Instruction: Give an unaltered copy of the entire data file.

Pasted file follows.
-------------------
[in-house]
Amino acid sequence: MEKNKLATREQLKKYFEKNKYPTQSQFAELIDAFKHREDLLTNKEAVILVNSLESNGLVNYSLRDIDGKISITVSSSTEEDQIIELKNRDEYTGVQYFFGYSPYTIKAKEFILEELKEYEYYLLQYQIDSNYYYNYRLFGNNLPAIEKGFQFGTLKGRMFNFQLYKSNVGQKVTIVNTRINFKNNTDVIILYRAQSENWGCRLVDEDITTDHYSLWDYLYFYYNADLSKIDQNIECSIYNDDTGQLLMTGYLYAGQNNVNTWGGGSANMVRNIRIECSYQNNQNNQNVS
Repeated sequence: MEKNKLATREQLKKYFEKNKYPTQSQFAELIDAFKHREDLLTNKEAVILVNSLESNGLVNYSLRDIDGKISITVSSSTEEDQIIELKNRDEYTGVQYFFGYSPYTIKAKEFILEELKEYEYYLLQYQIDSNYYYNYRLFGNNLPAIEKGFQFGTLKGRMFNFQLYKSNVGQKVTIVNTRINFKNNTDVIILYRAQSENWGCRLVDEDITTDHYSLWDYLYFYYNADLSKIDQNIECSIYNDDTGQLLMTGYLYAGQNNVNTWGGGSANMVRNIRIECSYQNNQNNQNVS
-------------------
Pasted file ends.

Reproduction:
[in-house]
Amino acid sequence: MEKNKLATREQLKKYFEKNKYPTQSQFAELIDAFKHREDLLTNKEAVILVNSLESNGLVNYSLRDIDGKISITVSSSTEEDQIIELKNRDEYTGVQYFFGYSPYTIKAKEFILEELKEYEYYLLQYQIDSNYYYNYRLFGNNLPAIEKGFQFGTLKGRMFNFQLYKSNVGQKVTIVNTRINFKNNTDVIILYRAQSENWGCRLVDEDITTDHYSLWDYLYFYYNADLSKIDQNIECSIYNDDTGQLLMTGYLYAGQNNVNTWGGGSANMVRNIRIECSYQNNQNNQNVS
Repeated sequence: MEKNKLATREQLKKYFEKNKYPTQSQFAELIDAFKHREDLLTNKEAVILVNSLESNGLVNYSLRDIDGKISITVSSSTEEDQIIELKNRDEYTGVQYFFGYSPYTIKAKEFILEELKEYEYYLLQYQIDSNYYYNYRLFGNNLPAIEKGFQFGTLKGRMFNFQLYKSNVGQKVTIVNTRINFKNNTDVIILYRAQSENWGCRLVDEDITTDHYSLWDYLYFYYNADLSKIDQNIECSIYNDDTGQLLMTGYLYAGQNNVNTWGGGSANMVRNIRIECSYQNNQNNQNVS